This summer I was fortunate to meet Marilyn Young, when she made her second visit to Liverpool. Marilyn is an independent researcher from the US, whose interest in Black diasporic communities has taken her all over the world.
In this guest blog, Marilyn describes how retracing cities along the Atlantic has led to her personal Sankofa journey.
“I was born in the state of Alabama so naturally I’m familiar with the topic of the transatlantic slave trade. But visiting Liverpool for the first time 10 years ago struck me and in many ways started my Sankofa journey.
I saw what my ancestors experienced from another side of the Atlantic and this piqued my interest to dig deeper.
Meeting Eric Lynch at the Albert Dock
I felt an overwhelming sense of nostalgia when I met Mr Eric Lynch, a Black historian and jewel who is no stranger to the Liverpool community. While overlooking the River Mersey on Albert Dock, Mr Lynch described vividly the exchange between goods and African bodies in that very place. I believe I felt the souls of my ancestors in this gray English town and quickly realised the transatlantic slave trade was much more sophisticated than I had imagined.
The slavery history tour: finding Alabama in an unlikely place
During the slavery history tour, Mr Lynch pointed out how 19 Abercromby Square was the embassy of the Confederacy. Liverpool’s loyalty to Southern states during the US Civil War was rooted in keeping slavery alive in order to protect profits. Liverpool supplied raider ships such as the CSS Alabama, bizzarely named after my homestate. Along the tour I also saw figures of European bankers who financed the trade. The old Martins Bank building strikes a nerve; at one of the entrances, there is an image of the Roman god Neptune with his hands placed on the heads of two African children. The image represents nothing more than greed, pride and arrogance. The city tour was uncomfortable yet unforgettable. I appreciate Mr Lynch’s dedication to educating Liverpudlians and tourists. Both descendants of enslaved Africans, Mr Lynch and I share this history. And his work is the reason I will forever feel connected to the city.
Going Ghana with a pan-African lens
Fast-forward 10 years later. Over the summer I attended the 2nd Kwame Nkrumah Pan-African Intellectual & Cultural Festival in Accra. The event was held at the University of Ghana and I interacted with the most beautiful and intriguing artists, writers, activists, students and professors from all over the African diaspora. I was reunited with family I had never met. Speaking of reunions, when Kwame Nkrumah became the first president of Ghana and welcomed the diaspora back to Africa, African Americans happily accepted his invitation. Writers and activists such as Maya Angelou, WEB Dubois, Martin Luther King, and Malcolm X visited the country to celebrate Ghana’s independence while simultaneously craving equal rights back home in the United States. Nkrumah once said,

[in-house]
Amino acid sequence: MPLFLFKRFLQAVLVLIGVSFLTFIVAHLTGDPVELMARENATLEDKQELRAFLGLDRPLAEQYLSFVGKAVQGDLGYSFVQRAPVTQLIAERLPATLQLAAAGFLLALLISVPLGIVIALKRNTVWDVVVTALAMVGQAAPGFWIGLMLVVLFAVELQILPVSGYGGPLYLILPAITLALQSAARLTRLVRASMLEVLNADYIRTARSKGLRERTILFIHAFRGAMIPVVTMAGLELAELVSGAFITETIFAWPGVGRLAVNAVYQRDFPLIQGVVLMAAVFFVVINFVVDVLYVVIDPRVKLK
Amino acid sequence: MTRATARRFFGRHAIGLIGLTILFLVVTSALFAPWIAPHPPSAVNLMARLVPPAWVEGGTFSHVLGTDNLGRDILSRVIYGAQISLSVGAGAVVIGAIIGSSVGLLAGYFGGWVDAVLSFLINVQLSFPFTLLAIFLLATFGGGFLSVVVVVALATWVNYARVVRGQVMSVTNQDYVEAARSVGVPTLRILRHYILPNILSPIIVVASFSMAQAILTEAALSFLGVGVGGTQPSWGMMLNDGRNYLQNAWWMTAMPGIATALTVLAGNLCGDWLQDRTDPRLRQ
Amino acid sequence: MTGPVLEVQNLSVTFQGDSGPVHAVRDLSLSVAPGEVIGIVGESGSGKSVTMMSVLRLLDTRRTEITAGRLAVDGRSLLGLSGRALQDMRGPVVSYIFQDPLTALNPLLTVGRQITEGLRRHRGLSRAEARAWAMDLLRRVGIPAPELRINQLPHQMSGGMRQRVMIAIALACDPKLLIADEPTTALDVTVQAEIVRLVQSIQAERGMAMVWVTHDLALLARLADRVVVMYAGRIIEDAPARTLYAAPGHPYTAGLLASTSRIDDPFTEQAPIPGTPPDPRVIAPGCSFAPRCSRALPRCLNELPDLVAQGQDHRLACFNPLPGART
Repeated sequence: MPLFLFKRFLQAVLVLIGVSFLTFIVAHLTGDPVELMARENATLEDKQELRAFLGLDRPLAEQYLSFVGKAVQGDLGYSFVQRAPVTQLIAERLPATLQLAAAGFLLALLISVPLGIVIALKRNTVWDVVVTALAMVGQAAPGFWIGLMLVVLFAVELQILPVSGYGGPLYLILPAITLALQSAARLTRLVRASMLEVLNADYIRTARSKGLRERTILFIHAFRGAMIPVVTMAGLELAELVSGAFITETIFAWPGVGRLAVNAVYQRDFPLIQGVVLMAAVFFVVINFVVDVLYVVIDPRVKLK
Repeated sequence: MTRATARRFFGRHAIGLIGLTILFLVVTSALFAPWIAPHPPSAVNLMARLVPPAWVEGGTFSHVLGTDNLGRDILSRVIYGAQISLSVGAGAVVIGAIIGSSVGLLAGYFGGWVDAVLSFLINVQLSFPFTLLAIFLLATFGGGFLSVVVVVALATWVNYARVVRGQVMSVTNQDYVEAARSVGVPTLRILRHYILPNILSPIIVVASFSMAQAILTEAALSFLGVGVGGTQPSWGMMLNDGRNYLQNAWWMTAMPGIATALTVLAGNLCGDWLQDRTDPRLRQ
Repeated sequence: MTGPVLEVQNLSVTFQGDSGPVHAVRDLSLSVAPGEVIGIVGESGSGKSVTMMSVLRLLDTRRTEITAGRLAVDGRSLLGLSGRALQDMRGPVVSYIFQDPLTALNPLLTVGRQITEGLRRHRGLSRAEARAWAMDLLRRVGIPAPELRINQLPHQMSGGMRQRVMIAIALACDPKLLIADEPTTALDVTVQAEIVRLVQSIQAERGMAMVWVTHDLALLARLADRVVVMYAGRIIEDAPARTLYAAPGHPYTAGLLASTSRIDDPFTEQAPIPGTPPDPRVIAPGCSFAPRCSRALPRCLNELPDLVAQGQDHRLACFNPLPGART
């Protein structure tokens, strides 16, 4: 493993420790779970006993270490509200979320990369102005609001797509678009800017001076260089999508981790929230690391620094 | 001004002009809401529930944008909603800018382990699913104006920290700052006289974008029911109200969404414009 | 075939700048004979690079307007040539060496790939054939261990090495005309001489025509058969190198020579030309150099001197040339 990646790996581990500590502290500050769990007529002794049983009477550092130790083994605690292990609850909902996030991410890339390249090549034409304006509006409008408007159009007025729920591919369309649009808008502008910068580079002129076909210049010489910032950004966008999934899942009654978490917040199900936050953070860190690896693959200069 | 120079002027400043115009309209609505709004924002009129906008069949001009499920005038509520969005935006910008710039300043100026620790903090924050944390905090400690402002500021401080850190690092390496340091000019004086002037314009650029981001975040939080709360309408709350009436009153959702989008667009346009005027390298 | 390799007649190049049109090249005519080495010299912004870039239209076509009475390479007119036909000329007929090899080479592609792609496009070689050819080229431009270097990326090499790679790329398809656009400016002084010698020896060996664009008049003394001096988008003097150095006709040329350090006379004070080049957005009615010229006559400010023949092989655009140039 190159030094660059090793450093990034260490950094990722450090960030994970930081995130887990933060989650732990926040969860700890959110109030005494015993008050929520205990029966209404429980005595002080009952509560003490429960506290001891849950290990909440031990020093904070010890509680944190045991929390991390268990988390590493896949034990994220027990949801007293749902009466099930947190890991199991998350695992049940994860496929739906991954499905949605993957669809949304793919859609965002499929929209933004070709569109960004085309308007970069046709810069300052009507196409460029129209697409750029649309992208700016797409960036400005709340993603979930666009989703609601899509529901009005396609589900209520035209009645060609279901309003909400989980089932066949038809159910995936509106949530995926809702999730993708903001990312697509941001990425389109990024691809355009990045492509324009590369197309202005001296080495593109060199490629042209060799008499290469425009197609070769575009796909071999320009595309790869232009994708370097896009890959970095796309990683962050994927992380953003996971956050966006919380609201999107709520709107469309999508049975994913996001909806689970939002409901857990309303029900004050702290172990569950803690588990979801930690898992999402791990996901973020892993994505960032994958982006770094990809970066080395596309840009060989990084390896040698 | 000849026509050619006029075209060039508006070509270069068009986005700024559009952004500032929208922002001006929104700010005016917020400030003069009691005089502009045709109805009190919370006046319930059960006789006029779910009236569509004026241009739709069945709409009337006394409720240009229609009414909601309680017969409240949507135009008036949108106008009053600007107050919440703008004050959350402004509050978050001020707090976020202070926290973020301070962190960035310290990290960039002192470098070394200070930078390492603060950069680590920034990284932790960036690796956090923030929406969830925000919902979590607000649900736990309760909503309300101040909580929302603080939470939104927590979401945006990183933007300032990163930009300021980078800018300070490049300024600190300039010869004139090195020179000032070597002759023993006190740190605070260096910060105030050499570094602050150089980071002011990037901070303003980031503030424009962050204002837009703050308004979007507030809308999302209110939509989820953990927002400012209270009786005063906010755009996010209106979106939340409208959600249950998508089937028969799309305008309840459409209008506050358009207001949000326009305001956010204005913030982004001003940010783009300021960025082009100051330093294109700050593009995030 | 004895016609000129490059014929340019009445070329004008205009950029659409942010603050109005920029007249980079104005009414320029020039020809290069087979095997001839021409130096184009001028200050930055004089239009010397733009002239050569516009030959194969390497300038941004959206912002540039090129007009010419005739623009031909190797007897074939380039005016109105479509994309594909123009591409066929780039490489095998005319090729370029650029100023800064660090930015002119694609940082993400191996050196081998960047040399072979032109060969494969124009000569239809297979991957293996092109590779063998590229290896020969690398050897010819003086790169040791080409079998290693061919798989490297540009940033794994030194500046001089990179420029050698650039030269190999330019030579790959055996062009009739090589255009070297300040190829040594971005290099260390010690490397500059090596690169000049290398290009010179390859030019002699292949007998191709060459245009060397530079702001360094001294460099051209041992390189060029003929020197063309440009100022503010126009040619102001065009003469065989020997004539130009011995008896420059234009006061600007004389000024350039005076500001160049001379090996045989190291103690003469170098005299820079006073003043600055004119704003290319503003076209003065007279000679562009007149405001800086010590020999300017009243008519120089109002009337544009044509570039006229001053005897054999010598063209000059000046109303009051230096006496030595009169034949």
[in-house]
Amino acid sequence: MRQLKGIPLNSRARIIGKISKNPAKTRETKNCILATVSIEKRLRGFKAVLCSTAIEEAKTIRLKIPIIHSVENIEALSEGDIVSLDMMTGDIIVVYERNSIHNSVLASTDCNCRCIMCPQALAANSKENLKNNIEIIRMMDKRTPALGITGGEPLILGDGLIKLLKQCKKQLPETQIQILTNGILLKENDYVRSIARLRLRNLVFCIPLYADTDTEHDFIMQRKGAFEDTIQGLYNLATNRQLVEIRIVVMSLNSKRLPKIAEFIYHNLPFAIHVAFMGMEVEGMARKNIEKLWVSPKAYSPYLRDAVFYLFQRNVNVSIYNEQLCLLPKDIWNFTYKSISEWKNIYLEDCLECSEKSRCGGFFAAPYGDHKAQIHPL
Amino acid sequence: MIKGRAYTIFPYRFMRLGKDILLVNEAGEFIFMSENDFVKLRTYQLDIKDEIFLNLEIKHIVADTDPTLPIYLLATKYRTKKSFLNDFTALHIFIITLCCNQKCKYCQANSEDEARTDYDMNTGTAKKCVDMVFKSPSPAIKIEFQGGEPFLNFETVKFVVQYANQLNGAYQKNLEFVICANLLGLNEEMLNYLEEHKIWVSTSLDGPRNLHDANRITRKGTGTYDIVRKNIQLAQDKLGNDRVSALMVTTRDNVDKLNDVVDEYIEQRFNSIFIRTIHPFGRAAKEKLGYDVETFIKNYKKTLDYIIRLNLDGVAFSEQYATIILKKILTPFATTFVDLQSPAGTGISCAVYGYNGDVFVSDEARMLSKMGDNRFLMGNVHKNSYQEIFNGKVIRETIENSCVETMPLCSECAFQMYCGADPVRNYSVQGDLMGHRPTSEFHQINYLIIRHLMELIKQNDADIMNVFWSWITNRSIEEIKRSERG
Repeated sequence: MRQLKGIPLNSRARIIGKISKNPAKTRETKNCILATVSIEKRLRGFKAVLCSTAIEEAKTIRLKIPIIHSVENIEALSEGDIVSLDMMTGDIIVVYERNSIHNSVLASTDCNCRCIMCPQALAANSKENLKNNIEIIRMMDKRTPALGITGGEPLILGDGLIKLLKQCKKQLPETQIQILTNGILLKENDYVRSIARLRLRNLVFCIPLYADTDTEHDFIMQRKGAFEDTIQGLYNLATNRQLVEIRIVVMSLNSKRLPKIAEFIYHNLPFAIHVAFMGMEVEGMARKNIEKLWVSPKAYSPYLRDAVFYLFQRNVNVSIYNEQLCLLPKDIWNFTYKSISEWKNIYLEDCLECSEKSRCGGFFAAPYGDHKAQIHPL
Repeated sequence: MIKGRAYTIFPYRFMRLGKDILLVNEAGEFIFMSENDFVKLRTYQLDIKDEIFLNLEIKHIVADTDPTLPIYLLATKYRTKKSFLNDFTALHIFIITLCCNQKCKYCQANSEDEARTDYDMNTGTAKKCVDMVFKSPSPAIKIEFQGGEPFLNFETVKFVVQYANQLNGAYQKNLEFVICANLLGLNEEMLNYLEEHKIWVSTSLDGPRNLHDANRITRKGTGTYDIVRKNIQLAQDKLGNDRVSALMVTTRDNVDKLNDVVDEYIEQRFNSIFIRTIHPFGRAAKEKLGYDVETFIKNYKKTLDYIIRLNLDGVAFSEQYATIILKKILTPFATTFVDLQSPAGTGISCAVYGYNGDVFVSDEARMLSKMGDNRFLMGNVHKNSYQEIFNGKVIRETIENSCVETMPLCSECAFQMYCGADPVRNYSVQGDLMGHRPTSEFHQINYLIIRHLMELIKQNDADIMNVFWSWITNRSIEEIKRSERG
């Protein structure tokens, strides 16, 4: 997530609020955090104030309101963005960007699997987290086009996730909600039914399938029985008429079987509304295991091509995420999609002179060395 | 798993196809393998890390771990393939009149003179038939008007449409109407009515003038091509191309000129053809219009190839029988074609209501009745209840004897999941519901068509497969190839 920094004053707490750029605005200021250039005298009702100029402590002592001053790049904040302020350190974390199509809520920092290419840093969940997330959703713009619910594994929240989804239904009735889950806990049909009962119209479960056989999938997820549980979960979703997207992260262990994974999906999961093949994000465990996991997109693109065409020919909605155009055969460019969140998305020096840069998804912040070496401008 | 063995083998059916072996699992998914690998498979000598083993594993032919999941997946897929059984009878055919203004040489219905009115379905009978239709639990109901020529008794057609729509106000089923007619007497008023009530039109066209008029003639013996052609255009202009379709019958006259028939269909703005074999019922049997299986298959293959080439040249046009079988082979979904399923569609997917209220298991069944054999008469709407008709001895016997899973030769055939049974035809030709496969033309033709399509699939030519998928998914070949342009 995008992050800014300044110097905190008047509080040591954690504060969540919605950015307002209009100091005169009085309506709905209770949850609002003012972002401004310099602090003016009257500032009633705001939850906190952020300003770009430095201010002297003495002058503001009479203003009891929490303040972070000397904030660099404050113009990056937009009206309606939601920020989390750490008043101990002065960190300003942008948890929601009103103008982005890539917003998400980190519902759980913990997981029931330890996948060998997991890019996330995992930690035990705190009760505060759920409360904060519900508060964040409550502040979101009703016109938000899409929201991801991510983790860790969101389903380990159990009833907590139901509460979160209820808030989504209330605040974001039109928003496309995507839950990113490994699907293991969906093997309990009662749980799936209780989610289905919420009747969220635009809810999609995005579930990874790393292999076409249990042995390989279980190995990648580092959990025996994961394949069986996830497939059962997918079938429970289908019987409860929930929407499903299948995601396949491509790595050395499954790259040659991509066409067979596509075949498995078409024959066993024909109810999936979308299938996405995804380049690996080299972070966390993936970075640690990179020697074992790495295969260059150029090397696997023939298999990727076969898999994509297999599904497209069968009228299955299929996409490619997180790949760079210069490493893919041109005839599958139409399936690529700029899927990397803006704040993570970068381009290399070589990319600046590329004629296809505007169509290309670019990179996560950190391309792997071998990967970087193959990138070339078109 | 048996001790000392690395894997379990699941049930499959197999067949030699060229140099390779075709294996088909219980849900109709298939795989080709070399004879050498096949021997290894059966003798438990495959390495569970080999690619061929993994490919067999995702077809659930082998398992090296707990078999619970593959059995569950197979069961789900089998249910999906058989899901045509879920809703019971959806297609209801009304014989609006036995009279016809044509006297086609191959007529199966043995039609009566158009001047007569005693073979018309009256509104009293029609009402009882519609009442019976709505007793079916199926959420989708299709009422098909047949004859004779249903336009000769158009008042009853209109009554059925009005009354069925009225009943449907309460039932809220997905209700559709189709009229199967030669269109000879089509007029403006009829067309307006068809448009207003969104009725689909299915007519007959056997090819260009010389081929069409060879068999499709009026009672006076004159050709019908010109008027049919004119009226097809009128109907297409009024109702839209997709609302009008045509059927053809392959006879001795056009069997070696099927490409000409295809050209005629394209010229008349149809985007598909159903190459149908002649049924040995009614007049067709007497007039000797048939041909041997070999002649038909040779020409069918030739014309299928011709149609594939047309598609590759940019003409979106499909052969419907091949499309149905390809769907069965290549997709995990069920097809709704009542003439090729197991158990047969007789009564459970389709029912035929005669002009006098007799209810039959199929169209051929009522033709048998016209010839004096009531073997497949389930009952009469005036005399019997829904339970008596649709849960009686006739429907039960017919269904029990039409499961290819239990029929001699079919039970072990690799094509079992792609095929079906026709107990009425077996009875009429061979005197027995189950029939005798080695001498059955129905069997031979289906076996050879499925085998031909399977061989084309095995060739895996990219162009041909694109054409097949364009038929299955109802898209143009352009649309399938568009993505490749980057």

“All people of African descent, whether they live in North or South America, the Caribbean, or in any part of the world are Africans and belong to the African nation.”
Ghana felt like home and the concept of race escaped my mind. There, I was African and nothing else mattered.
Returning to Liverpool
My visit to Cape Coast Castle was emotional but somehow walking throughout each dungeon helped me visualise my ancestors as individuals who had families and communities. Retracing these steps led me to understand the past and present on a new level. After leaving Cape Coast I decided to return to Liverpool, this time with a sharpened perspective. I dropped by the International Slavery Museum and revisited some of the monuments from the slavery history tour.
Traveling to Liverpool, Accra and Cape Coast and writing about my experiences caused me reimagine my identity as an African American. My Sankofa journey will continue and I’m sure somewhere down the line I will visit Liverpool again.”
If you have a Sankofa story to tell then we would love to hear from you. Have a look at the Sankofa web pages for more information about the project and how you could get involved.
All images courtesy of Marilyn Young.
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